I am broadening SOTA to include any story that the FHA (Future Historians of America) might point to as emblematic of early 21st Century American decadence — assuming we don’t prevent catastrophic warming. I’m talking Last Days of Pompeii stuff.
When a couple with “nine other dogs, as well as cats, birds and sheep,” drops $150k to have a San Francisco biotech company create a facsimile of a beloved dead pet in South Korea, that is a SOTA.
[In the spirit of 25 random things about me, as if the blogosphere isn’t solipsistic enough, but who am I to talk, really] Growing up, I loved my family’s Siamese cat — Lingi-lingi Lichi Yantgze-pangtze Ching Chong Nietsche Bong Gooey-sooey Leeming Lion Ticki-Wicki-Licki Chang O’Brien [no agreed-upon spelling exists, but I’m sure my brother will weigh in] — as much as anyone could love a pet, especially one that lived for more than 15 years, one that was a world-class mouser, one who came when I called every night … but I digress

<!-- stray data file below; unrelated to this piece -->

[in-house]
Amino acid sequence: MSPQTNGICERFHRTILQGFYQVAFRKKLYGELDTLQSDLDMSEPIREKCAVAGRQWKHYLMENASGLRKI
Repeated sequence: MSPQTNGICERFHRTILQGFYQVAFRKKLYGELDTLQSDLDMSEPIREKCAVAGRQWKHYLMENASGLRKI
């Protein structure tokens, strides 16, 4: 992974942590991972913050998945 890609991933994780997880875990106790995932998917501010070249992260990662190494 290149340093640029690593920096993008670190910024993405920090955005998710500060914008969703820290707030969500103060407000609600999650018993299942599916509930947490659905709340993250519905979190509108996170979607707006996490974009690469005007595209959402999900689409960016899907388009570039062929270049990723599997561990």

I could see spending some money to prolong Lingi’s life. But I can’t see spending a fantastic amount of money to create a facsimile who would look exactly like Lingi, but wouldn’t be.
Now this couple can certainly spend their money however they want — heck, they can clone their sheep and birds if it makes them happy. But one can only imagine how future generations will view such extravagance assuming humanity, led by Americans, continues its refusal to devote even 1% or 2% of our fantastic wealth to averting the incalculable catastrophe to come (see “Hadley Center: Catastrophic 5-7°C warming by 2100 on current emissions path“). And, of course, we’re talking about a lot of future generations with a lot of time to curse our greed and willful myopia — 50 generations at least (see NOAA stunner: Climate change “largely irreversible for 1000 years”).